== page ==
Note that the general statement ‘the conjugate base of a weak acid is a strong base’ is incorrect. The opposite is often true, namely:

The conjugate base of a strong acid is generally a weak base.

And vice-versa if you swap all occurences of acid and base. The word generally is required here, since compounds such as $\ce{H2Cl+}$ are very strong acids whose conjugate bases are still very strong — but these compounds are not typically easily accessable and certainly not in aquaeous solution. A weak acid needs to have $\mathrm{p}K_\mathrm{a} > 15$ for the conjugate base to be a strong one but those are seldomly still considered ‘acidic’. An example would be water ($\mathrm{p}K_\mathrm{a} = 15.7$ therefore $\mathrm{p}K_\mathrm{b}(\ce{OH-}) \approx -1.7$) which is a weak acid with a strong conjugate base.

Since it is such a weak base, it has no access to $\mathrm{E2}$ pathways and $\mathrm{E1}$ pathways are disfavoured against $\mathrm{S_N1}$ if either is applicable. We don’t even need to consider $\mathrm{E1_{cb}}$. Thus, cyanide will generally react via an $\mathrm{S_N2}$ pathway unless the conditions for $\mathrm{S_N1}$ are much better.

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  • $\begingroup$ Can you address the last part about KCN and alcoholic KCN? Do they alter the likelihood of an SN2 reaction? $\endgroup$ – yasir Nov 20 '15 at 23:16
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    $\begingroup$ @yasir Refer to ringo’s answer for the alcoholic bit. ^^ $\endgroup$ – Jan Nov 21 '15 at 16:07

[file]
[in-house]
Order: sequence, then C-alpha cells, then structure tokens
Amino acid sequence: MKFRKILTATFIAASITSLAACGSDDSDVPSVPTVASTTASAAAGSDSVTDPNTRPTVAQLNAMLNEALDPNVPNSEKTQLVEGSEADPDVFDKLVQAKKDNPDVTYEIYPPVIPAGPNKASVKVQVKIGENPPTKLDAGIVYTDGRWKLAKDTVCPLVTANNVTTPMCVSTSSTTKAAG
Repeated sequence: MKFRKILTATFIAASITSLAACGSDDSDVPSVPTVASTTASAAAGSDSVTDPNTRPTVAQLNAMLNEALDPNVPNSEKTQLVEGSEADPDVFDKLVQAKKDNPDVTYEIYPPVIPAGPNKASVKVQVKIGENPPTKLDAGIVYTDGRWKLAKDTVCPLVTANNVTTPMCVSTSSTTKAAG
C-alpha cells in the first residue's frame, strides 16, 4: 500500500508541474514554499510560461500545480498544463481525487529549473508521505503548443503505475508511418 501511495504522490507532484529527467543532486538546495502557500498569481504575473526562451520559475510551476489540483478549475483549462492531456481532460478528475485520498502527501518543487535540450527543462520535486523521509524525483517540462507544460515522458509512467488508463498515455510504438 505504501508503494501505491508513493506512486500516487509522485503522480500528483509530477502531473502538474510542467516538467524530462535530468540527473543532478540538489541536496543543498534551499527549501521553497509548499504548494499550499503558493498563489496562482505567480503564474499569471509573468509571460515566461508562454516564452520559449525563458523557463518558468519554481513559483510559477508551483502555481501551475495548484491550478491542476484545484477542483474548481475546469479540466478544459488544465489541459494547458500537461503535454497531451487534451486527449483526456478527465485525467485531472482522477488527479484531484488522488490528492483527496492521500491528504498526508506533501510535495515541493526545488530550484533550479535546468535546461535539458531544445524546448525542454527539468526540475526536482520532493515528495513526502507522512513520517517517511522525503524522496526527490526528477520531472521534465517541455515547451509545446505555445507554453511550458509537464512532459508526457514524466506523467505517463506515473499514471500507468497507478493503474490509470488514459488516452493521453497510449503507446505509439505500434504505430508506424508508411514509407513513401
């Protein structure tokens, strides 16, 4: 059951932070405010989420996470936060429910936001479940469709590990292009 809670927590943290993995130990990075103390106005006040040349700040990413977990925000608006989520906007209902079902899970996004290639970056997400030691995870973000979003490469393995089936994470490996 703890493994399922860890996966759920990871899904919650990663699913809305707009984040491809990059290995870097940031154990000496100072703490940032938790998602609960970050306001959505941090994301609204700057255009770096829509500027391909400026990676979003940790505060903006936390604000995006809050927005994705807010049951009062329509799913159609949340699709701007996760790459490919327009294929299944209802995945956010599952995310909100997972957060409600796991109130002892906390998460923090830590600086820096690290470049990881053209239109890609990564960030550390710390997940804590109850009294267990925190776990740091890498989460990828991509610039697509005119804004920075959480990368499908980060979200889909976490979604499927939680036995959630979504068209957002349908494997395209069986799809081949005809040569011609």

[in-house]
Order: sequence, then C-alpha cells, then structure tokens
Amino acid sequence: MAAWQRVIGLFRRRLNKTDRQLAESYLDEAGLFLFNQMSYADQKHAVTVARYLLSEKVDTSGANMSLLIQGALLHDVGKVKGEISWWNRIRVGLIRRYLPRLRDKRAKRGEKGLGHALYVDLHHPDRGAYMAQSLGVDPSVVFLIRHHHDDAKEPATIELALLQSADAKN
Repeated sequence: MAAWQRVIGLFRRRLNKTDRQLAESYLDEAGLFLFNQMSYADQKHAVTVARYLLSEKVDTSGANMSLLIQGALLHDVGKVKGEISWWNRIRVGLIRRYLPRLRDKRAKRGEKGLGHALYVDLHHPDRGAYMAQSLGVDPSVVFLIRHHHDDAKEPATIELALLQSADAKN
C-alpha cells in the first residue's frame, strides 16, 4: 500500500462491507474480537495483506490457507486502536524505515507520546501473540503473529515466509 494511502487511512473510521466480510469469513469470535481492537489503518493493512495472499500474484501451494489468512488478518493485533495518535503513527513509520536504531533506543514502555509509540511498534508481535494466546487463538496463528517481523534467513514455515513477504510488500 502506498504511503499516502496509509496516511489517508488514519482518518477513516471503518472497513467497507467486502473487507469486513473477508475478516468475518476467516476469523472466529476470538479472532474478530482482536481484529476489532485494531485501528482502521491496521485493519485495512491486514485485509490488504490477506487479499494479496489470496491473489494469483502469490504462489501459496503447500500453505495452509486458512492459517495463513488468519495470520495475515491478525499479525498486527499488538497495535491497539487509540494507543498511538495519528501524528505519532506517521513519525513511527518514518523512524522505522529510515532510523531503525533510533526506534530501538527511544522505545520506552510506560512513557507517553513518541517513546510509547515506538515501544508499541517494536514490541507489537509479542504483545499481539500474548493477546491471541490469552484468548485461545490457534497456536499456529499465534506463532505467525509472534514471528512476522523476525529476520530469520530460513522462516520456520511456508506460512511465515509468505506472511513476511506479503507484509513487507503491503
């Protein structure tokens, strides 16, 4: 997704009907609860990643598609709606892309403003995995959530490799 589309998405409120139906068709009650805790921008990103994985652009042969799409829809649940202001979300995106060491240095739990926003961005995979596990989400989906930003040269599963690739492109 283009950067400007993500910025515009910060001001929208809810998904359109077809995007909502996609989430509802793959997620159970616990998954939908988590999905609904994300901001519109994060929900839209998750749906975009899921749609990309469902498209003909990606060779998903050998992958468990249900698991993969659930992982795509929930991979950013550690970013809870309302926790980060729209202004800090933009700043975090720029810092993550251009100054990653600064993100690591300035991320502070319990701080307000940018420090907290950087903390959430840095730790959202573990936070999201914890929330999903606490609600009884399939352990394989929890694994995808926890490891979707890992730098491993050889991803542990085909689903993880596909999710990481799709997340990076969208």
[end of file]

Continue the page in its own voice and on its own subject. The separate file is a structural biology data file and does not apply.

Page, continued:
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By definition, a weak base or weak acid is something that does not completely ionize in solution. Consider acetic acid, which is weak acid, and has a $\mathrm{p}K_\mathrm{a}(\ce{CH3COOH}) \approx 4.756$. Now consider that $\mathrm{p}K_\mathrm{b}(\ce{CN-}) \approx 4.79$. This means that acetic acid ionizes even more than the cyanide ion does, though it is still a weak acid. Clearly then, the cyanide ion is a weak base, and cannot react with haloalkanes via $\mathrm{E_1}$ or $\mathrm{E_2}$ pathways.

What I assume you mean when you ask about the differences between $\ce{KCN}$ and alcoholic $\ce{KCN}$ is the use of alcohol as a solvent. A polar aprotic solvent (like DMSO or acetone) will greatly increase the the nucleophilicity of $\ce{CN-}$, because they effectively solvate $\ce{K+}$. They do not solvate anions like $\ce{CN-}$ as well though, meaning it will be relatively free to react with the haloalkane. A polar protic solvent (like an alcohol or water) will decrease the nucleophilicity of $\ce{CN-}$ because it solvates it, and thereby reduces its ability to participate in a reaction.

For your reference, the relative rates of reaction of 1-bromobutane with azide happens 1300 times faster in DMSO than in methanol$^1$. Although azide is not the same molecule as cyanide and this is only data for a primary haloalkane, the trend should be clear.

1 - Brown, W., & Iverson, B. (2014). Organic chemistry (7th ed., p. 359)